• Group 3, along the Mexico border, which also had the highest rate of poverty, has lowest average median income, and the lowest average deposits per capita. However, it has a high average number of bank offices. One might be tempted to say that the number of bank offices reflects remittance activity, except that most banks in the US do not offer this kind of activity, but rather face a number of non-regulated, pseudo-bank competitors (wire services). So, I’m not sure how to interpret that high number. It may be the case that these banks are unit (stand-alone) banks, unlike the nationally-recognized banking conglomerates, who would be unlikely to locate in such areas anyway, leaving a more competitive banking market.
  • Group 4, the suburbs, have the highest average median income yet one of the lowest levels of deposits per capita. Perhaps this reflects my statement earlier about wealthier households having access to a larger and more sophisticated range of financial products, which would mean they put fewer of their assets in bank accounts. Another alternative is that their wealth is accumulated in material things, such as residential property, fixed assets if they are business owners, and other ‘stuff’. Perhaps they finance their expenditures with debts and mortgages as well, creating financial obligations that draw their money away from savings and into regular interest payments.
  • Group 5, the urban cores, are also high income areas, with an exceptional number of bank offices on average.
  • Group 6, mainly in the panhandle, based on the low readings of poverty and unemployment, appear to be relatively successful rural communities. The median income in the average group 6 county is over ten pct greater than the Texas average, with a high level of savings (deposits per capita). Furthermore, this group contains the lowest number of banks offices, which suggests an uncompetitive but perhaps stable banking system.
  • Groups 7 and 8 are quite similar, featuring lower incomes, deposits per capita, and number of banks than the Texas average.

A final indicator I would like to include is total job creation. Here, I simply took the average quarterly number of jobs created (job gains less job destruction) between 2009Q3 and 2013Q3 for each county. As a point of reference, I also calculated job creation as a share of total employment, to account for urban size.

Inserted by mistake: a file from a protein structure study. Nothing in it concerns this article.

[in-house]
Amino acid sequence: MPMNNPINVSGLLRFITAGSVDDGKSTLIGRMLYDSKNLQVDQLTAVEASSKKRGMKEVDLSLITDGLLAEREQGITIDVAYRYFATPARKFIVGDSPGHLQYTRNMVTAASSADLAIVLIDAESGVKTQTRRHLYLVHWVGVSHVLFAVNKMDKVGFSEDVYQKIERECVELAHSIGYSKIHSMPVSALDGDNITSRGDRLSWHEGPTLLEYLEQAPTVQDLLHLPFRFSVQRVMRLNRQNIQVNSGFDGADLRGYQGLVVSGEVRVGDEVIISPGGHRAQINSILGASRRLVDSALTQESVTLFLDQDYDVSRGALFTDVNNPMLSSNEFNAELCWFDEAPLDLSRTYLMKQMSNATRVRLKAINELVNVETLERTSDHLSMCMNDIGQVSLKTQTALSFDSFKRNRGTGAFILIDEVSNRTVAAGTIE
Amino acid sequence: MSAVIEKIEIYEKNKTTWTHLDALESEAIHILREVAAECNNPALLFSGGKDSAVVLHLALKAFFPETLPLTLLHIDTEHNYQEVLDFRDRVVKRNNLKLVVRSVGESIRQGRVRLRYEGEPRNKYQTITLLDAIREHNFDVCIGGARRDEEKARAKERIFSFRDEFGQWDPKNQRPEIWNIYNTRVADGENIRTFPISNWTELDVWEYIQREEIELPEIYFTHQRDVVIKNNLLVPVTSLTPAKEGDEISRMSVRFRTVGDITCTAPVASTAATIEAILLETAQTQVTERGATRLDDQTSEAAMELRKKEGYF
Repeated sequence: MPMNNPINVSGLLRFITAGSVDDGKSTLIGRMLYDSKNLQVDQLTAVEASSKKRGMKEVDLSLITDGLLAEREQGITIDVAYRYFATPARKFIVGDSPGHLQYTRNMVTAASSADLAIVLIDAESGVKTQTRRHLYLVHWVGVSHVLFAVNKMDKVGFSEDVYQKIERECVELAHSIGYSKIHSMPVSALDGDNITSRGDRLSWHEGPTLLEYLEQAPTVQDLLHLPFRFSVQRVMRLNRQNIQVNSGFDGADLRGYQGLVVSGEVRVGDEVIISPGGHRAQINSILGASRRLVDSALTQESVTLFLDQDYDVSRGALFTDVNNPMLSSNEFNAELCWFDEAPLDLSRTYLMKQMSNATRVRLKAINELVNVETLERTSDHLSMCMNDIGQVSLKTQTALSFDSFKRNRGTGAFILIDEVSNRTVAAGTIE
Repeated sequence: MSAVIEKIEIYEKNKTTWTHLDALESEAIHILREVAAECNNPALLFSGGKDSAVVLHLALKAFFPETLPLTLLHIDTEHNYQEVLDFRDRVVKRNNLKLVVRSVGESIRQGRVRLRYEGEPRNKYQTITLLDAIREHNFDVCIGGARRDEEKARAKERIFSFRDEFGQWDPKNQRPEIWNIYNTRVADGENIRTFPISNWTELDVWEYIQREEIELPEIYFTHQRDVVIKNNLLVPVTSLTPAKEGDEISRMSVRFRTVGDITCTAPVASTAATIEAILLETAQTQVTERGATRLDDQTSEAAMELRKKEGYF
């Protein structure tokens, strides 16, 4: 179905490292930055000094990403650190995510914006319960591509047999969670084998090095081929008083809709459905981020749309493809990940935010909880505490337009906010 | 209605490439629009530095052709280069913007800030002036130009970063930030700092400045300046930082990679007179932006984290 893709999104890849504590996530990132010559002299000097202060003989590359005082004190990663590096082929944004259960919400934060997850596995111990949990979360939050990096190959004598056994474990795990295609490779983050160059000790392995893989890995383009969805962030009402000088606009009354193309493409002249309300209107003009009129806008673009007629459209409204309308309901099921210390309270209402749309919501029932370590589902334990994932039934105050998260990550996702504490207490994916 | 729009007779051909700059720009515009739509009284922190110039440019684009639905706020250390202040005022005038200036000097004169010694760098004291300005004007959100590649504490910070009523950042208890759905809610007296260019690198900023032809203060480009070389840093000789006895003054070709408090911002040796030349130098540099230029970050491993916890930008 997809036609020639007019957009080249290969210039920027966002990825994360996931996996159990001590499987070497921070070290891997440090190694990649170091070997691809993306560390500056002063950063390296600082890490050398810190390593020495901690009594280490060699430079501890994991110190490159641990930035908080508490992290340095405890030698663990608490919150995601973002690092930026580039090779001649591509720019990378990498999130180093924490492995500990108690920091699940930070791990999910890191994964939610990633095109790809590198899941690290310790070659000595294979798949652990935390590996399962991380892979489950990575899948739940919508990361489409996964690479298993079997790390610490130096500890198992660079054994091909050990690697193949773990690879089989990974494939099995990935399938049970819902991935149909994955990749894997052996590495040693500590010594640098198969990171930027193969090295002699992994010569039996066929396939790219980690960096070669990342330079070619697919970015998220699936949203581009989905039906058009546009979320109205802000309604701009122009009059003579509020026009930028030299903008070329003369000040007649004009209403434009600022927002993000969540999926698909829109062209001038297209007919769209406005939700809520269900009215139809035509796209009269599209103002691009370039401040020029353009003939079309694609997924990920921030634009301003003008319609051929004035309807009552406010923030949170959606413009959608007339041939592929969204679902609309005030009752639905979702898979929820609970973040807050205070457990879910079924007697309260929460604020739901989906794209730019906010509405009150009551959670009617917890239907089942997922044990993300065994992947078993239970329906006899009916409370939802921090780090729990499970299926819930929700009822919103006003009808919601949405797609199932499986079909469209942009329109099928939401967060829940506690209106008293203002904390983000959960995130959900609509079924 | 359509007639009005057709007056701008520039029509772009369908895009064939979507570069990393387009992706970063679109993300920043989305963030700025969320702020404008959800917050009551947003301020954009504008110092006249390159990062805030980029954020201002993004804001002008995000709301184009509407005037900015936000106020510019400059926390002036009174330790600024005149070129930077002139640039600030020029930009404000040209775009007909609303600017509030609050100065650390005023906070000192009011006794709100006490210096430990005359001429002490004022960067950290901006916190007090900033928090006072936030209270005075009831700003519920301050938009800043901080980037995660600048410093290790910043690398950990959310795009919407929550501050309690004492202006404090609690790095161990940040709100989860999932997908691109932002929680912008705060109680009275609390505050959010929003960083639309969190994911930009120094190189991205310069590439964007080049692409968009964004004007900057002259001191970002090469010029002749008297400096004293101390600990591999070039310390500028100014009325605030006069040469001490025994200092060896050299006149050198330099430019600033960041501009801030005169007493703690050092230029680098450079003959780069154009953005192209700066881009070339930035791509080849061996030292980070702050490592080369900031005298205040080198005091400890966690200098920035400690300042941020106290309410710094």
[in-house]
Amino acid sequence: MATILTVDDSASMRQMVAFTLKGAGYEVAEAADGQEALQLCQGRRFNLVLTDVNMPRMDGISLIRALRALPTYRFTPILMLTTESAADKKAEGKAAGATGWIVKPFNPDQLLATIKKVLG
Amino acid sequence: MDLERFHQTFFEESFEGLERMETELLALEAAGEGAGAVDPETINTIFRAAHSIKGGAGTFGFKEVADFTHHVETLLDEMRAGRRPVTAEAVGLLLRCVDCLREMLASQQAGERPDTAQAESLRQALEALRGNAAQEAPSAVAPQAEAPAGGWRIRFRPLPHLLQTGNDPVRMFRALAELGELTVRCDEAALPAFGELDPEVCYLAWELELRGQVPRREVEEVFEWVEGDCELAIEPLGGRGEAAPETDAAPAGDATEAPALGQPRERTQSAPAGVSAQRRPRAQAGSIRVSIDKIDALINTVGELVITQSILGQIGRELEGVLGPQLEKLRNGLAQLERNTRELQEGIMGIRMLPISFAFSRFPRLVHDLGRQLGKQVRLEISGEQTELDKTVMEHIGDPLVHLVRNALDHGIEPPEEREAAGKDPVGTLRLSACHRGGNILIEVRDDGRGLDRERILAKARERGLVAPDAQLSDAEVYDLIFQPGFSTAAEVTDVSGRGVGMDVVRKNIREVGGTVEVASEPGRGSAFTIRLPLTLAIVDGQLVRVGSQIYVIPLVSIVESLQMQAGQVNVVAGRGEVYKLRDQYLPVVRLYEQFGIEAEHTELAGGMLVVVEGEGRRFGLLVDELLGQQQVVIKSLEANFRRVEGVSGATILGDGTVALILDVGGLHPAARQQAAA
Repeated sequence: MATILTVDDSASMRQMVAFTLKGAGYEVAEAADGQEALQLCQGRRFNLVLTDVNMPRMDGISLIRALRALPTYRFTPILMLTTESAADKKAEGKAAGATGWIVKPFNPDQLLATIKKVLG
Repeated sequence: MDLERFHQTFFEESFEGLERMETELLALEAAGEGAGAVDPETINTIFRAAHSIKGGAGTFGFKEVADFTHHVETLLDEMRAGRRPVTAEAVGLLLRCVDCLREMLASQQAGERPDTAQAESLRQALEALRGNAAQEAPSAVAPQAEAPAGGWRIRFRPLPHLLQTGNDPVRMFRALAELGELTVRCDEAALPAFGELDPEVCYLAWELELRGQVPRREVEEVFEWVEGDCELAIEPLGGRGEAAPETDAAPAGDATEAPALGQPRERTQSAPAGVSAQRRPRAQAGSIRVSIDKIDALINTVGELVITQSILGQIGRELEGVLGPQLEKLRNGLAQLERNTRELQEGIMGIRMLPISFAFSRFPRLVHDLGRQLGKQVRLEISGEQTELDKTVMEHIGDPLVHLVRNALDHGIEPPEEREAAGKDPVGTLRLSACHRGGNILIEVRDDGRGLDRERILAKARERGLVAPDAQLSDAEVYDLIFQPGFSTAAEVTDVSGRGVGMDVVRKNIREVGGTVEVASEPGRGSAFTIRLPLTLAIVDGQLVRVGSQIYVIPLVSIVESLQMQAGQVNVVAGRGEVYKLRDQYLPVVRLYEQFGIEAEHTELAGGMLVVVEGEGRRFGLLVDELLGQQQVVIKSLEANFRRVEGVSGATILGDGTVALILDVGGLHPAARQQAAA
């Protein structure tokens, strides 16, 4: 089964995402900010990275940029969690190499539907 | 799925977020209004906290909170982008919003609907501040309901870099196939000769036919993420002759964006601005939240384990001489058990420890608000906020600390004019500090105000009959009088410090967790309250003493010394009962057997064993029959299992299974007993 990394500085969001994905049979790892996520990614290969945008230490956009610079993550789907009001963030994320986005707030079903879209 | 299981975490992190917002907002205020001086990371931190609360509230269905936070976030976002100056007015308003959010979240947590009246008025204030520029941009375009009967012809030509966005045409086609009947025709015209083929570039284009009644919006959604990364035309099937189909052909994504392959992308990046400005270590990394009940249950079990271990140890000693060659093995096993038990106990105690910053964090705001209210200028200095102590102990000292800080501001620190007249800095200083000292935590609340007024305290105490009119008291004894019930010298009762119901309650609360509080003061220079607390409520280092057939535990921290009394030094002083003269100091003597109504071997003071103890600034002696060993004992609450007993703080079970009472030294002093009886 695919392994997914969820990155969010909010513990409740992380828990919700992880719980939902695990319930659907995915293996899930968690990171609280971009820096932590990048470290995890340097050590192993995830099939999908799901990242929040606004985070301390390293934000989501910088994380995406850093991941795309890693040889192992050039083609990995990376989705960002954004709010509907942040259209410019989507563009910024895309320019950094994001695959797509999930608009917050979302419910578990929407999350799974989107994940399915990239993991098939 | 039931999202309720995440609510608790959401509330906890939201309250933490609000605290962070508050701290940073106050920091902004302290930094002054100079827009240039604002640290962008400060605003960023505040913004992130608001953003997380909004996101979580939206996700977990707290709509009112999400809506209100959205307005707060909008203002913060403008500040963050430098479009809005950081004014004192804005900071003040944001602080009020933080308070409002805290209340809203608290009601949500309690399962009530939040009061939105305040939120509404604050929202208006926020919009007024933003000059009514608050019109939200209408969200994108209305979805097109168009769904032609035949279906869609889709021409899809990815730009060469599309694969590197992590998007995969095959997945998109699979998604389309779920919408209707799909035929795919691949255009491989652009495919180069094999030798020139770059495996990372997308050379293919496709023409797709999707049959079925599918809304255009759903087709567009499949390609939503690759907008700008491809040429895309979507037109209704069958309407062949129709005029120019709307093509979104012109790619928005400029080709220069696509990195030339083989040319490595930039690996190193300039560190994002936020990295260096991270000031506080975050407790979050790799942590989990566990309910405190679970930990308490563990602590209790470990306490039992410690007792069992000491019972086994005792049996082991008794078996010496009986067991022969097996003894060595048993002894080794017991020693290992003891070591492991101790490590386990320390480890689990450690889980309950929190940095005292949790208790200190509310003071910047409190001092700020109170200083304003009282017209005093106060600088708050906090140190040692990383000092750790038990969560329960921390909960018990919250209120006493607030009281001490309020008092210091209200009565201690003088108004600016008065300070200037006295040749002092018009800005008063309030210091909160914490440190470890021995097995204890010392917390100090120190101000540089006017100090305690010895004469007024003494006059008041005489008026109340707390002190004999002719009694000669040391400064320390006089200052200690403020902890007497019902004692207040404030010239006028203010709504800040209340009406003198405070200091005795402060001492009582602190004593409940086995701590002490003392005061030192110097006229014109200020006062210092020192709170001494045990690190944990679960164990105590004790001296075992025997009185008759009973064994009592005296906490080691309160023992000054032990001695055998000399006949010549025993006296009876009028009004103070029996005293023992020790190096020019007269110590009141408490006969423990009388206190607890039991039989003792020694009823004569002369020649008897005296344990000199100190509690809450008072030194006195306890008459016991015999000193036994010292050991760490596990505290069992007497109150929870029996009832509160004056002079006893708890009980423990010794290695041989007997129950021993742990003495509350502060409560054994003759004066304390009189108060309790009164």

Cluster group Avg. quarterly job growth Job growth relative to urban size
1 17,484 0.90
2 78 1.15
3 273 0.70
4 556 1.15
5 6,750 0.85
6 87 1.65
7 122 0.74
8 97 0.87
Total 320 1.09

The main point from the job growth figures is that the greatest relative amount of job growth was happening in clusters 2, 4, and 6. Recall that these are, in fact, quite a disparate group: group 2 is one of the poorest in terms of work opportunities and high rates of poverty, while group 6 are major oil and gas centers. Group 4, meanwhile, the suburbs, have comparatively low oil and gas presence but are generally wealthier. It is likely the case that further disaggregation of job creation statistics would be necessary to determine the quality of these jobs.

That concludes my case study using cluster analysis. After completing posts like this, I often sit and wonder to myself, “Now, just exactly why did I do all of this?” The point, for me anyway, is that context is important. Given the major economic and political themes going on in the US right now–fracking, the uneven recovery, the ongoing foreclosure crisis, immigration, too-big-to-fail, the competitiveness of US industry–it is as important to know the location and context of such events in order to further our understanding of why these topics are important, to whom they are important (in the sense that some groups will benefit from certain kinds of economic processes while others will bear the burden of them), and the long-term ramifications. Eventually, I am going to revisit the posts I have written on Texas and the oil and gas industry and try and bring together some of my insights into how that industry is shaping the US economic landscape.